Standardizing on IDNA 2003 in the URL Standard
John C Klensin
klensin at jck.com
Wed Aug 21 18:39:03 CEST 2013
--On Wednesday, August 21, 2013 16:14 +0000 Shawn Steele
<Shawn.Steele at microsoft.com> wrote:
>> But I believe that it is. If there is a phishing problem in
>> any particular TLD due to this change, then I place the blame
>> for that squarely on the registry concerned.
> Historically users blamed the browsers, not the registrars for
> things like the paypal-with-cyrillic-a homograph.
Shawn, you can generalize from that to "historically, users
blame either the software with which they directly interact or
their blame their first-hop ISP" without any loss of
information. Taking the Eszett problem as an example, if a
registry decides to register a label containing an Eszett but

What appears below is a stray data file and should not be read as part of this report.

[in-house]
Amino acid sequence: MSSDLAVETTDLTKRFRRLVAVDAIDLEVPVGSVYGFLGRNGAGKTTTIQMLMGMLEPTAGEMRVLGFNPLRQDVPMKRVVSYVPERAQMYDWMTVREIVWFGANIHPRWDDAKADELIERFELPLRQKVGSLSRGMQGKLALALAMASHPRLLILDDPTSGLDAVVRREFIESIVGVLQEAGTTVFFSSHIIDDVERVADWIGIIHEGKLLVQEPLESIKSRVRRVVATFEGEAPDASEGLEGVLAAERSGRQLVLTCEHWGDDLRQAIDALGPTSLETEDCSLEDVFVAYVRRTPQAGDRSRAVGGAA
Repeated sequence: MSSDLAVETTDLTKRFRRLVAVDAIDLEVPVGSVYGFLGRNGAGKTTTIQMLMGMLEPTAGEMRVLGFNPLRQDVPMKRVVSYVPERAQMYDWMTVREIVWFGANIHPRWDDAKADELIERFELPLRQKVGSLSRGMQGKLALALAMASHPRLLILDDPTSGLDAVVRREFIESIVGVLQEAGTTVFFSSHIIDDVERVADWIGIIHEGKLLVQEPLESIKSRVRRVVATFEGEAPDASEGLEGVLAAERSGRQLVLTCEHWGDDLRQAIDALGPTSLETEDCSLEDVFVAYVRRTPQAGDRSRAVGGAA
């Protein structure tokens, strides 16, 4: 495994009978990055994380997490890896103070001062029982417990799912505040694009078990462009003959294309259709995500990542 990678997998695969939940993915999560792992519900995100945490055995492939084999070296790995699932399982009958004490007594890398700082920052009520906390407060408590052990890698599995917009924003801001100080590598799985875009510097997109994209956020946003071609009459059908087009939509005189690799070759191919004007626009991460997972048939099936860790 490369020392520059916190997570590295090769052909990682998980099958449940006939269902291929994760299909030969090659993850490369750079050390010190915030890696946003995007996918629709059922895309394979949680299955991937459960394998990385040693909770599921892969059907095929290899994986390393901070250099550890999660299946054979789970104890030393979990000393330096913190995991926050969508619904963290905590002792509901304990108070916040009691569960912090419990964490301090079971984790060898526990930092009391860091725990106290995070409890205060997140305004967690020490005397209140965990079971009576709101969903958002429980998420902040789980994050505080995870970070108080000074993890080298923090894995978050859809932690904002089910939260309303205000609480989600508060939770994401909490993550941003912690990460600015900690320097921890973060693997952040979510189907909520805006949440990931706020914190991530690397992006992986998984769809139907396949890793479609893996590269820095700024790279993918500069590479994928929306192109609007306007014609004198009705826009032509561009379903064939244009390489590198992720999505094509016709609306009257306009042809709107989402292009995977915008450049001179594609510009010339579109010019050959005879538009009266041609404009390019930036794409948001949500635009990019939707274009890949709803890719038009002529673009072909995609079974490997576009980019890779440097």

block a similar one containing an "ss" (a rational, but probably
not optimal, strategy by Mark's reasoning or mine), then the
complaints will be about inaccessibility from an IDDA2003 or
IDNA2008-with-UTR46-transition=on browser. If they allow "ss"
but not Eszett, than someone using an IDNA2008 browser (with no
transition tools) will be happy but someone expecting "ss" to
just work will be unhappy with all browsers.
That situation of course has the potential to provide clear
feedback to registries, even though well down in the tree. If
they sell or otherwise allocate and delegate names that often
don't "work", they are likely to have trouble with their own
customers and constituencies. Whether it is better to have
browsers (and other UIs) lead or follow is not a simple question
(although I clearly have biases about the right answer).
This is ultimately a "lose either way" situation, a problem that
was reasonably well understood and accepted when the IDNABIS WG
made its decisions. The question is where on the curve one
wants to fall and when. That question has no easy answers
although it is clear to me that "IDNA2003 forever" isn't one of
the reasonable ones.
More information about the Idna-update